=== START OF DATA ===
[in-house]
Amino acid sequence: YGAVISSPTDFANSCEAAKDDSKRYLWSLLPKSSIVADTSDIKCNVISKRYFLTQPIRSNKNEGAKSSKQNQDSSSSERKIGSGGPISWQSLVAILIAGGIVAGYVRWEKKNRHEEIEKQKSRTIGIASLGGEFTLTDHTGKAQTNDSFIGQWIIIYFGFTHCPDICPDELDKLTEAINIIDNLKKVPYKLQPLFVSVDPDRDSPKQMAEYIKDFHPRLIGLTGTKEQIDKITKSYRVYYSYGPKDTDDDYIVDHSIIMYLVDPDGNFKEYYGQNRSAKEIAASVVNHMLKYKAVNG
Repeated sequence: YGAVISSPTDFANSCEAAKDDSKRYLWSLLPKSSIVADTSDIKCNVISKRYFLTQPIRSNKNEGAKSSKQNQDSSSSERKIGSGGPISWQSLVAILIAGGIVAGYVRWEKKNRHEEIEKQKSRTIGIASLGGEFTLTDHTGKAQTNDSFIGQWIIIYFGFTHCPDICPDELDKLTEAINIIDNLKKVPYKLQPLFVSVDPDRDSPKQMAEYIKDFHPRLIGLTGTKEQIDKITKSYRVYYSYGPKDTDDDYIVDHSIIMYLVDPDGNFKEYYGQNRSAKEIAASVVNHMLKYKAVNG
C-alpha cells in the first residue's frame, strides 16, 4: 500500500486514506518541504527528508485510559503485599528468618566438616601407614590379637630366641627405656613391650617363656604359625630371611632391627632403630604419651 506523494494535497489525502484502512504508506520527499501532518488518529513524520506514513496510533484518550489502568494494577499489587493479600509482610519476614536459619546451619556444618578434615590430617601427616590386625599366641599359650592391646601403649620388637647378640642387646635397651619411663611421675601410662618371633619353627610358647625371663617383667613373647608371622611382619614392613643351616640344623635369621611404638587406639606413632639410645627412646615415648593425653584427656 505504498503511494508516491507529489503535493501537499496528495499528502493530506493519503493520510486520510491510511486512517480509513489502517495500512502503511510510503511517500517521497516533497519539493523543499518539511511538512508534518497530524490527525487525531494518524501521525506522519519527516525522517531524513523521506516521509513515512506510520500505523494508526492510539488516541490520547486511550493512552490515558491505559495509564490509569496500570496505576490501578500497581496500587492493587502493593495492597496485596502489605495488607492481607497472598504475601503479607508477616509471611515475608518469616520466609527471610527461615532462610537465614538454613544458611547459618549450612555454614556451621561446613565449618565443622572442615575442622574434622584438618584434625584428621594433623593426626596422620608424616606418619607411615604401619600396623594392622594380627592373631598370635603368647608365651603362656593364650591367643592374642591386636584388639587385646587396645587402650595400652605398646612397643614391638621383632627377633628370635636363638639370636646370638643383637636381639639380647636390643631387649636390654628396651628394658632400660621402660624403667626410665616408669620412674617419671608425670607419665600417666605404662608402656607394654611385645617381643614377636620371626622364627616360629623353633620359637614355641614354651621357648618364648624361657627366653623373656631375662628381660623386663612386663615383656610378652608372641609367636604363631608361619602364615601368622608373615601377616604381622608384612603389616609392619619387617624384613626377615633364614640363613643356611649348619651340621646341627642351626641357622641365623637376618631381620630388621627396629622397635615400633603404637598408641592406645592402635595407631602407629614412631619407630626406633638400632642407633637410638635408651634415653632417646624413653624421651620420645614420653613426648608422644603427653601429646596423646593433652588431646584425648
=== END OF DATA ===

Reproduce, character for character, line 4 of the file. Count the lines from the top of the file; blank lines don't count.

C-alpha cells in the first residue's frame, strides 16, 4: 500500500486514506518541504527528508485510559503485599528468618566438616601407614590379637630366641627405656613391650617363656604359625630371611632391627632403630604419651 506523494494535497489525502484502512504508506520527499501532518488518529513524520506514513496510533484518550489502568494494577499489587493479600509482610519476614536459619546451619556444618578434615590430617601427616590386625599366641599359650592391646601403649620388637647378640642387646635397651619411663611421675601410662618371633619353627610358647625371663617383667613373647608371622611382619614392613643351616640344623635369621611404638587406639606413632639410645627412646615415648593425653584427656 505504498503511494508516491507529489503535493501537499496528495499528502493530506493519503493520510486520510491510511486512517480509513489502517495500512502503511510510503511517500517521497516533497519539493523543499518539511511538512508534518497530524490527525487525531494518524501521525506522519519527516525522517531524513523521506516521509513515512506510520500505523494508526492510539488516541490520547486511550493512552490515558491505559495509564490509569496500570496505576490501578500497581496500587492493587502493593495492597496485596502489605495488607492481607497472598504475601503479607508477616509471611515475608518469616520466609527471610527461615532462610537465614538454613544458611547459618549450612555454614556451621561446613565449618565443622572442615575442622574434622584438618584434625584428621594433623593426626596422620608424616606418619607411615604401619600396623594392622594380627592373631598370635603368647608365651603362656593364650591367643592374642591386636584388639587385646587396645587402650595400652605398646612397643614391638621383632627377633628370635636363638639370636646370638643383637636381639639380647636390643631387649636390654628396651628394658632400660621402660624403667626410665616408669620412674617419671608425670607419665600417666605404662608402656607394654611385645617381643614377636620371626622364627616360629623353633620359637614355641614354651621357648618364648624361657627366653623373656631375662628381660623386663612386663615383656610378652608372641609367636604363631608361619602364615601368622608373615601377616604381622608384612603389616609392619619387617624384613626377615633364614640363613643356611649348619651340621646341627642351626641357622641365623637376618631381620630388621627396629622397635615400633603404637598408641592406645592402635595407631602407629614412631619407630626406633638400632642407633637410638635408651634415653632417646624413653624421651620420645614420653613426648608422644603427653601429646596423646593433652588431646584425648